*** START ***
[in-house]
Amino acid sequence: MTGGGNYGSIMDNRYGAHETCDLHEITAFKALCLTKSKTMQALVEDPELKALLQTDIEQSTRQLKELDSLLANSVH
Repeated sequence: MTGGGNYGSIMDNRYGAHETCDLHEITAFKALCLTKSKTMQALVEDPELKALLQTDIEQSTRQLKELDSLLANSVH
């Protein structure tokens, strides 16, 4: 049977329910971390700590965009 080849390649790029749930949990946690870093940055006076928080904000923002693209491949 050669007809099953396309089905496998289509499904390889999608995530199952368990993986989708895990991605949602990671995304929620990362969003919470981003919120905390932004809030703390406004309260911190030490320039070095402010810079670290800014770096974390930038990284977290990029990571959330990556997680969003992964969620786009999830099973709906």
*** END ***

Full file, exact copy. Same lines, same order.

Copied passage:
[in-house]
Amino acid sequence: MTGGGNYGSIMDNRYGAHETCDLHEITAFKALCLTKSKTMQALVEDPELKALLQTDIEQSTRQLKELDSLLANSVH
Repeated sequence: MTGGGNYGSIMDNRYGAHETCDLHEITAFKALCLTKSKTMQALVEDPELKALLQTDIEQSTRQLKELDSLLANSVH
């Protein structure tokens, strides 16, 4: 049977329910971390700590965009 080849390649790029749930949990946690870093940055006076928080904000923002693209491949 050669007809099953396309089905496998289509499904390889999608995530199952368990993986989708895990991605949602990671995304929620990362969003919470981003919120905390932004809030703390406004309260911190030490320039070095402010810079670290800014770096974390930038990284977290990029990571959330990556997680969003992964969620786009999830099973709906």